Constipation means that stools are difficult or painful to pass and less frequent than usual.
A child with constipation feels a strong urge to have a stool and has discomfort in the anal area, but is unable to pass a stool after straining and pushing for more than 10 minutes.
After 4 weeks or so of life, some breast-fed babies pass normal, large, soft stools at infrequent intervals (up to 7 days is not abnormal) without pain. For older children, going 3 or more days without a stool can be considered constipation, even though this may cause no pain in some children and even be normal for a few.
Common Misconceptions About Constipation
Some people normally have hard stools daily without any pain. Children who eat a lot of food pass extremely large stools. Babies less than 6 months of age commonly grunt, push, strain, draw up the legs, and become flushed in the face during passage of stools. However, they usually don't cry. These behaviors are normal since it is difficult to produce a stool while lying down.
Constipation is often due to a diet that does not include enough fiber. Drinking or eating too many milk products can cause constipation for many people. It may also be caused by repeatedly waiting too long to go to the bathroom, not drinking enough liquids, or not getting enough exercise. The memory of painful passage of stools can make young children hold back. If constipation begins during toilet training, usually the child is strong-willed and the parent is putting to much pressure on the child about using the toilet.
Changes in the diet usually relieve constipation. After your child is better, be sure to keep him on a nonconstipating diet so that it doesn't happen again.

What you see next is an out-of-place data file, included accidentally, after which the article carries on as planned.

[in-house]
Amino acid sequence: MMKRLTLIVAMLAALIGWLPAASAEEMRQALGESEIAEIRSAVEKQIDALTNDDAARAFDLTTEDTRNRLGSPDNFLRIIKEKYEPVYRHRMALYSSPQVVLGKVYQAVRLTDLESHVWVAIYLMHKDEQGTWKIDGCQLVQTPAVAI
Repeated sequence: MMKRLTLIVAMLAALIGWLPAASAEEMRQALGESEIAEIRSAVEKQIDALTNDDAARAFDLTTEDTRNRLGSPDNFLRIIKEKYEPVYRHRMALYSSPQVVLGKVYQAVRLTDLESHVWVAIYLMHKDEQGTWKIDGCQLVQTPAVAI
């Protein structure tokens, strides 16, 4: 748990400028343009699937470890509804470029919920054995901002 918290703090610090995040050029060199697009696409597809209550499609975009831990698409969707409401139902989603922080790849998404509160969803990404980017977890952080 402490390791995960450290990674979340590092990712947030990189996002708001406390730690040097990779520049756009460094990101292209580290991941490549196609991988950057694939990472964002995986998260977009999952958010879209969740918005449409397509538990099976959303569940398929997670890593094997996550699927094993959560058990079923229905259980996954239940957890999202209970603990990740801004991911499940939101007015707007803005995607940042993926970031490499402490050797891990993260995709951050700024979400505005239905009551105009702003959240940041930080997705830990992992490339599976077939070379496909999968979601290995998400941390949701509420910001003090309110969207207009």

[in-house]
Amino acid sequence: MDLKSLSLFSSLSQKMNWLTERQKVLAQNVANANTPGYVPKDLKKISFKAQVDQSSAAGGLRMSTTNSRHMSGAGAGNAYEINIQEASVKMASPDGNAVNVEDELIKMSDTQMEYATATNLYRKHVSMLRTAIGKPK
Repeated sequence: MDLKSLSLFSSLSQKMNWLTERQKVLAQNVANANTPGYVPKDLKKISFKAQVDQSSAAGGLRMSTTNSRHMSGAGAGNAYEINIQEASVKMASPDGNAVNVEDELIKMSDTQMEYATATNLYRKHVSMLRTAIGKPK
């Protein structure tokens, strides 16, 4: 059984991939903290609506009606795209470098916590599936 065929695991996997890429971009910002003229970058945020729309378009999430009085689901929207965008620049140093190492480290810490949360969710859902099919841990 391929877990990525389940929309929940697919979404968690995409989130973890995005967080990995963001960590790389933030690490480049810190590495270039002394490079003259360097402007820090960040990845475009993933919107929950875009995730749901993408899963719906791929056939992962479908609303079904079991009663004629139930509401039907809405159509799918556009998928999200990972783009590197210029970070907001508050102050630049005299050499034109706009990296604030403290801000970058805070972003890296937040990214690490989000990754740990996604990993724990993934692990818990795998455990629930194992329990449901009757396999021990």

Sometimes the trauma to the anal canal during constipation causes an anal fissure (a small tear). If your child has an anal fissure, you may find small amounts of bright red blood on the toilet tissue or the stool surface.
Give fruit juices (such as apple or pear juice) to babies over 2 months old. Dose: 1 ounce (30 mL) per month of age per day. Limit the amount to 4 ounces (120 mL) per day. Switching to soy formula may also result in looser stools. If your baby is over 4 months old, add strained baby foods with a high fiber content such as cereals, apricots, prunes, peaches, pears, plums, beans, peas, or spinach twice a day. Strained bananas and apples are also helpful.
Encourage your child to establish a regular bowel pattern by sitting on the toilet for 5 minutes after meals, especially after breakfast. Some children and adults repeatedly get blocked up if they don't have regular sit times.
If your child is resisting toilet training by holding back, stop the toilet training for a while and put him back in diapers or pull-ups. Holding back stools is harmful. Use rewards to help your child give up this bad habit.
Help your baby by holding the knees against the chest to simulate squatting (the natural position for pushing out a stool). It’s difficult to have a stool while lying down. Gently pumping the lower abdomen may also help.
If a change in diet doesn't relieve the constipation and your child is over 1 year old, give a stool softener with dinner every night for one week. Stool softeners are not habit forming. They work 8 to 12 hours after they are taken. Examples of stool softeners that you can buy without a prescription are MiraLAX, Metamucil, Citrucel, milk of magnesia, and mineral oil. Give 1/2 to 1 tablespoon daily.
Don't use any suppositories or enemas without your healthcare provider's advice. These can irritate the anus, resulting in pain and stool holding. Do not give your child laxatives such as products that contain senna without consulting your healthcare provider because they can cause cramps.
If your child is very constipated and has rectal pain needing immediate relief, one of the following will usually provide quick relief:
If your child is still blocked up after trying this advice, talk to your healthcare provider now about being seen or using an enema.
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